Archie Bronson Outfit

Wild Crush

Your favourite bands make you wait. They push you to the edge of your tolerance, almost to the edge of sanity as you wait for news of them. Then it suddenly appears – new single a new album, a new something. After the brief but juicy appetiser that was ‘I Was A Dead Duck’, their limited 7” release on Speedy Wunderground, Wild Crush is only Archie Bronson Outfit’s fourth full-length album in ten years, and is therefore all the more anticipated.

Bassist Dorian Hobday has been replaced by Kristian Robinson, whose abilities are writ large across opening track, ‘Two Doves On A Lake’. It’s chunky, fuzzed out riffing ushers in a bright new era for the band, with their new bass recruit carrying its rhythms with unruffled alacrity. ABO have always communicated in bold strokes of colour, their quiet brilliance bound by striking imagery, from the white on black figures of Fur to the fierce yellow/blue contrast of Coconut. The turquoise/purple hues of Wild Crush cover are a baleful signal to what lurks within: ‘We Are Floating’ is a coiled spring rocker, displaying the proto hard rock ferocity. Its nagging and ensnaring sound is close to High Tide or May Blitz; early 70s bands that were as idiosyncratic as they were experimental.

Sam Windett’s grizzled guitar work throughout the album is reminiscent of the Tony McPhee of the legendary Groundhogs, ploughing its way through a hard rock cluster bomb like ‘Cluster Up And Hover’ and then cutting up rough during the climax of the dolorous ballad ‘Love To Pin You Down’ like a vicious interloper. The querulous, desperate edge that has always characterised Sam Windett’s vocals is yet another reason to exult.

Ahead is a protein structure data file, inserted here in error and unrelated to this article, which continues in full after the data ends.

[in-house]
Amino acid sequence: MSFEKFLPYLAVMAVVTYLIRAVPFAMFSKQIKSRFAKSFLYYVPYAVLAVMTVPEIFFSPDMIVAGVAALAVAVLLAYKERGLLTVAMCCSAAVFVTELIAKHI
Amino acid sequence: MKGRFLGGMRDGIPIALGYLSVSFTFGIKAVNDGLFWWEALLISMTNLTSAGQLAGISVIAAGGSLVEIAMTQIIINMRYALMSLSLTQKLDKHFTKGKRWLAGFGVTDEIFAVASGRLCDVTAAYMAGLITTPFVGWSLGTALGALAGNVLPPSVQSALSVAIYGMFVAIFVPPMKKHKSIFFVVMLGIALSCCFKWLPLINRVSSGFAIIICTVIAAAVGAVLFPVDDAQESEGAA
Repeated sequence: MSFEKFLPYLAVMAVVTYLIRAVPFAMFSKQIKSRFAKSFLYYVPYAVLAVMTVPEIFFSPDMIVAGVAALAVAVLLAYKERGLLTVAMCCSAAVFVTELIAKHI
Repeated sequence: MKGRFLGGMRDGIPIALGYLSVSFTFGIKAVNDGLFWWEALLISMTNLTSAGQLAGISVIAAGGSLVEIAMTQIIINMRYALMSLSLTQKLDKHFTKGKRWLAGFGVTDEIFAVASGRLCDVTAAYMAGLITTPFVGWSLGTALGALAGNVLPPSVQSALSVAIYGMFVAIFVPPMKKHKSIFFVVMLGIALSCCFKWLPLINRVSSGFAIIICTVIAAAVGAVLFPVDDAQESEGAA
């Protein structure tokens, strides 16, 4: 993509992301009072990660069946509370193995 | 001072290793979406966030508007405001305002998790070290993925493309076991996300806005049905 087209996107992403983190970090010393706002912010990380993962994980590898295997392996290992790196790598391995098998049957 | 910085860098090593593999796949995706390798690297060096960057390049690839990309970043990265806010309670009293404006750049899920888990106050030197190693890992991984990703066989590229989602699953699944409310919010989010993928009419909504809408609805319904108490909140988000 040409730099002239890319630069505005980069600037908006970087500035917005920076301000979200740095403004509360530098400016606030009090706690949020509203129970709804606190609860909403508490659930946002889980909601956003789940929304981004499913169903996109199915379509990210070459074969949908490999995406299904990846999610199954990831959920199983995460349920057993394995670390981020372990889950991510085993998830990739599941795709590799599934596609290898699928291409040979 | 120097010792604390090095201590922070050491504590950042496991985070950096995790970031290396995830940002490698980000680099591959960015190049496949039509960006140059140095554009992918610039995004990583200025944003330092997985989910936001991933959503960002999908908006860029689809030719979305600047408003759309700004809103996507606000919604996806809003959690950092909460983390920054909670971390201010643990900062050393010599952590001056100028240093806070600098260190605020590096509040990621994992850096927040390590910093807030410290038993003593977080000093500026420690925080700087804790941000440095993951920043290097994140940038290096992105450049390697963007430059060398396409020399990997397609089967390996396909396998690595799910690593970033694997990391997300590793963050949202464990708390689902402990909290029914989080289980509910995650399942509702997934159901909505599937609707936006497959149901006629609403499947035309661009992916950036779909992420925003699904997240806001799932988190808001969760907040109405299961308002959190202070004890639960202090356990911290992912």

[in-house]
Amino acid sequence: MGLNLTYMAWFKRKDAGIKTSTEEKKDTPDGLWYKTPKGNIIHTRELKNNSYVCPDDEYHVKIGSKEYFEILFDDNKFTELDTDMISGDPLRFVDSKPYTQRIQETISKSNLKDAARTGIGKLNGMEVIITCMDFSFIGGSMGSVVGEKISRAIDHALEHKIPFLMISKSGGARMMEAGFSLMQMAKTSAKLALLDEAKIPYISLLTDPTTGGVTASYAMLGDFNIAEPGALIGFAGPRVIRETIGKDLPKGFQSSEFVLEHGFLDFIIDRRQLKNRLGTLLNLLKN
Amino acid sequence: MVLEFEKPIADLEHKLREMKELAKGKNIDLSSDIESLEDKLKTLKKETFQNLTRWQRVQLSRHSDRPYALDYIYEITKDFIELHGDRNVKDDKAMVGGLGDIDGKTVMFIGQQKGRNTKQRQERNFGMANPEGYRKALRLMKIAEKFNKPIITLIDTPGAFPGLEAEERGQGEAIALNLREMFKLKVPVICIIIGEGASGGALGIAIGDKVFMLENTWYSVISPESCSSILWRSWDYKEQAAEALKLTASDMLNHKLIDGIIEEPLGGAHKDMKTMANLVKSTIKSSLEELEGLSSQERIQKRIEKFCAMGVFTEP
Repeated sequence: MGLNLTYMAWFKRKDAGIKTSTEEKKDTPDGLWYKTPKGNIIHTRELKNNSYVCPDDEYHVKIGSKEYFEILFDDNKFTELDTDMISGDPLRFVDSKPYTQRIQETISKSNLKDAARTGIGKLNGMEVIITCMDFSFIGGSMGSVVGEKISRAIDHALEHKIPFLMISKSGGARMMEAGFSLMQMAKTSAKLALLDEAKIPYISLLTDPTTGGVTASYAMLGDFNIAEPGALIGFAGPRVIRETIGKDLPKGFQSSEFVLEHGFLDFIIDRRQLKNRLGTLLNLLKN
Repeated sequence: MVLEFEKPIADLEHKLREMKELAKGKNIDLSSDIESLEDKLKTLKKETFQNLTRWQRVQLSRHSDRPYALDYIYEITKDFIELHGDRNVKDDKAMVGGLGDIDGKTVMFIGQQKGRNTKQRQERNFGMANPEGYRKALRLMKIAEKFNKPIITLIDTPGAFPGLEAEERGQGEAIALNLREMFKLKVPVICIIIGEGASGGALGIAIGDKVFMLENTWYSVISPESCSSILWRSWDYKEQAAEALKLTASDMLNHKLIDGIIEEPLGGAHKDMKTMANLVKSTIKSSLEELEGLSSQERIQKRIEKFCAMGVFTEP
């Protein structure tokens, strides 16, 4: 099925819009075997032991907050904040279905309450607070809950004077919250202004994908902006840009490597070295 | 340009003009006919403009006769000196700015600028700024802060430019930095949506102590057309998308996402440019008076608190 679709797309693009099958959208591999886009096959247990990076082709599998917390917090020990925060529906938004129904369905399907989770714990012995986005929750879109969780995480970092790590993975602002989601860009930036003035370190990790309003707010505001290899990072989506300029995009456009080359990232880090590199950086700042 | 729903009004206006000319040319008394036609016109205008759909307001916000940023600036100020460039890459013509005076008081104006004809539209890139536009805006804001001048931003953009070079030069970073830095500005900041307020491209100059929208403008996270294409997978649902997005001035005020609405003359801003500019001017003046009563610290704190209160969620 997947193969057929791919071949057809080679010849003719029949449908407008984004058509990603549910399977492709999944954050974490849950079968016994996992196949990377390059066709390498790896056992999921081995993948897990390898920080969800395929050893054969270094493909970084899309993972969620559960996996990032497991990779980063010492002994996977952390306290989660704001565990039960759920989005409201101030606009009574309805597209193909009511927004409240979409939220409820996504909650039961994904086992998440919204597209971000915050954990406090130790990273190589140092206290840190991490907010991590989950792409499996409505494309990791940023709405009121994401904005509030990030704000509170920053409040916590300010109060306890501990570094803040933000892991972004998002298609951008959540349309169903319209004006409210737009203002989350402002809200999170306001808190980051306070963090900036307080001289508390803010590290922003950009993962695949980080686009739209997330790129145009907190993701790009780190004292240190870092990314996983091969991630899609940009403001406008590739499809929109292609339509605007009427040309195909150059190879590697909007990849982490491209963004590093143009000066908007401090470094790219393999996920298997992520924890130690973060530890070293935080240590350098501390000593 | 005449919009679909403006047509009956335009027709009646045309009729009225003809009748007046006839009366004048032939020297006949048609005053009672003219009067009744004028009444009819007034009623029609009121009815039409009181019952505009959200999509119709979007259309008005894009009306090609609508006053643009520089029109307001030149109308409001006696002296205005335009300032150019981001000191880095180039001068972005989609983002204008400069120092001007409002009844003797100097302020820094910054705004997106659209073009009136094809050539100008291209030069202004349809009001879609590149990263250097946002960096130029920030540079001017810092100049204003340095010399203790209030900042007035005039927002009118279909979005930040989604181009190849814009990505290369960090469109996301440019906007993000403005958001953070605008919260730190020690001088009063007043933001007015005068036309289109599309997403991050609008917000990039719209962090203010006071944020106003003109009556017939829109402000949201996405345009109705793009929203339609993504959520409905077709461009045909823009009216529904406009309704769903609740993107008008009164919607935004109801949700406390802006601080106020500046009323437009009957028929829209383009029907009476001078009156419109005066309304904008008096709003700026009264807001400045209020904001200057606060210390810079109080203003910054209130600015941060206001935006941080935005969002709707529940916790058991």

The ramshackle stomp ‘In White Relief’ has an air of Salvation Army piety about it, a disarming attractiveness that ABO have made their hallmark from their earliest days. The crazed and anthemic ‘Hunch Your Body, Love Somebody’ unleashes the latent preacher tendencies within Windett: his earnest evangelisms caught cold by the ripping scuzzed out tempo. A number of sly allusions to 1970s rock permeate the album, from the alien paean ‘Lori from the Outer Reaches’ (which filches the drum beat from Bowie’s ‘Five Years’) to the delicious Velvet Underground homage ‘Glory Sweat And Hover’, but they take nothing away from the hook-laden beauty of the album as a whole.

A quiet brilliance beams throughout Wild Crush, its manifest qualities on display for all to see, if they would only look. Make no bones about it, Archie Bronson Outfit are a cult group par excellence, but they deserve to be adored by millions. Make this the one crush you permanently connect with.

The Quietus Digest

Sign up for our free Friday email newsletter.

Support The Quietus

Our journalism is funded by our readers. Become a subscriber today to help champion our writing, plus enjoy bonus essays, podcasts, playlists and music downloads.

Support & Subscribe Today